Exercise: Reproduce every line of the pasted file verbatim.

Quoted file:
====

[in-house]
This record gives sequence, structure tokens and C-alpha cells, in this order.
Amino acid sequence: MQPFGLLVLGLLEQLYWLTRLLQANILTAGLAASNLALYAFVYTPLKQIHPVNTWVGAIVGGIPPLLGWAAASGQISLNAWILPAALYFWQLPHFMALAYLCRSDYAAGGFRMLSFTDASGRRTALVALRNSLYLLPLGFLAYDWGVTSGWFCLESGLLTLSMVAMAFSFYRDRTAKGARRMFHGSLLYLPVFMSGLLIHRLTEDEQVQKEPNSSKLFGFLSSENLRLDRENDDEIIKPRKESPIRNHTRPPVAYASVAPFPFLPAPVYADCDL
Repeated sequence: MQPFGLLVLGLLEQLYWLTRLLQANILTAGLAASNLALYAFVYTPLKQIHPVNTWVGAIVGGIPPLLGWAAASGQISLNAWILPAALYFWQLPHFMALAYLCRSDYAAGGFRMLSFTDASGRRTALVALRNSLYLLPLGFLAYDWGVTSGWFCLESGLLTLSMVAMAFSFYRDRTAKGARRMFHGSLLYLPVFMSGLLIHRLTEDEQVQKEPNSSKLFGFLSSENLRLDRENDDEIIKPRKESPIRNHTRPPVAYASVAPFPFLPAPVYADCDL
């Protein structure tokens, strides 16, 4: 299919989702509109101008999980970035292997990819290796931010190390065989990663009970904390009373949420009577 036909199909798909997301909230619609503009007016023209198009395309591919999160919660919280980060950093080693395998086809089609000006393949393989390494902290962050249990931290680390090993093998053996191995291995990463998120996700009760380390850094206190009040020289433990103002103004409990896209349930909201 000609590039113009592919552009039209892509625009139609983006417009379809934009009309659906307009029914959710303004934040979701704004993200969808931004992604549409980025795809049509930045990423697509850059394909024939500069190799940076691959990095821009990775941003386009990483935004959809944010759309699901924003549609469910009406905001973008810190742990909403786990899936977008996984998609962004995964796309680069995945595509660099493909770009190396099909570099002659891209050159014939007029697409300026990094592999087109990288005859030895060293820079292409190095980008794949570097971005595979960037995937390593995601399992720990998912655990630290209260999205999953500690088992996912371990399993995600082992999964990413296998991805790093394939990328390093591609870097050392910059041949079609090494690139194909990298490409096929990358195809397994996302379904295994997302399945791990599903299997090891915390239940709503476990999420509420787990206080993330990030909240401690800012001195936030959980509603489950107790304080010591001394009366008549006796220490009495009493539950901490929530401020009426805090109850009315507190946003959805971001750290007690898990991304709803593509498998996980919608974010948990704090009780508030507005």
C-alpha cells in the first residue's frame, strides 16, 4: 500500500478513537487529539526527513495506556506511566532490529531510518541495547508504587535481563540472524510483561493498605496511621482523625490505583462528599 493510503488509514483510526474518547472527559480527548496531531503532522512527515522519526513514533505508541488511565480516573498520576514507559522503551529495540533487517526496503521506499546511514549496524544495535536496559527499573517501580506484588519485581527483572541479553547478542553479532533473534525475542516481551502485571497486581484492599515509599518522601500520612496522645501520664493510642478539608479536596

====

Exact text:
[in-house]
This record gives sequence, structure tokens and C-alpha cells, in this order.
Amino acid sequence: MQPFGLLVLGLLEQLYWLTRLLQANILTAGLAASNLALYAFVYTPLKQIHPVNTWVGAIVGGIPPLLGWAAASGQISLNAWILPAALYFWQLPHFMALAYLCRSDYAAGGFRMLSFTDASGRRTALVALRNSLYLLPLGFLAYDWGVTSGWFCLESGLLTLSMVAMAFSFYRDRTAKGARRMFHGSLLYLPVFMSGLLIHRLTEDEQVQKEPNSSKLFGFLSSENLRLDRENDDEIIKPRKESPIRNHTRPPVAYASVAPFPFLPAPVYADCDL
Repeated sequence: MQPFGLLVLGLLEQLYWLTRLLQANILTAGLAASNLALYAFVYTPLKQIHPVNTWVGAIVGGIPPLLGWAAASGQISLNAWILPAALYFWQLPHFMALAYLCRSDYAAGGFRMLSFTDASGRRTALVALRNSLYLLPLGFLAYDWGVTSGWFCLESGLLTLSMVAMAFSFYRDRTAKGARRMFHGSLLYLPVFMSGLLIHRLTEDEQVQKEPNSSKLFGFLSSENLRLDRENDDEIIKPRKESPIRNHTRPPVAYASVAPFPFLPAPVYADCDL
């Protein structure tokens, strides 16, 4: 299919989702509109101008999980970035292997990819290796931010190390065989990663009970904390009373949420009577 036909199909798909997301909230619609503009007016023209198009395309591919999160919660919280980060950093080693395998086809089609000006393949393989390494902290962050249990931290680390090993093998053996191995291995990463998120996700009760380390850094206190009040020289433990103002103004409990896209349930909201 000609590039113009592919552009039209892509625009139609983006417009379809934009009309659906307009029914959710303004934040979701704004993200969808931004992604549409980025795809049509930045990423697509850059394909024939500069190799940076691959990095821009990775941003386009990483935004959809944010759309699901924003549609469910009406905001973008810190742990909403786990899936977008996984998609962004995964796309680069995945595509660099493909770009190396099909570099002659891209050159014939007029697409300026990094592999087109990288005859030895060293820079292409190095980008794949570097971005595979960037995937390593995601399992720990998912655990630290209260999205999953500690088992996912371990399993995600082992999964990413296998991805790093394939990328390093591609870097050392910059041949079609090494690139194909990298490409096929990358195809397994996302379904295994997302399945791990599903299997090891915390239940709503476990999420509420787990206080993330990030909240401690800012001195936030959980509603489950107790304080010591001394009366008549006796220490009495009493539950901490929530401020009426805090109850009315507190946003959805971001750290007690898990991304709803593509498998996980919608974010948990704090009780508030507005």
C-alpha cells in the first residue's frame, strides 16, 4: 500500500478513537487529539526527513495506556506511566532490529531510518541495547508504587535481563540472524510483561493498605496511621482523625490505583462528599 493510503488509514483510526474518547472527559480527548496531531503532522512527515522519526513514533505508541488511565480516573498520576514507559522503551529495540533487517526496503521506499546511514549496524544495535536496559527499573517501580506484588519485581527483572541479553547478542553479532533473534525475542516481551502485571497486581484492599515509599518522601500520612496522645501520664493510642478539608479536596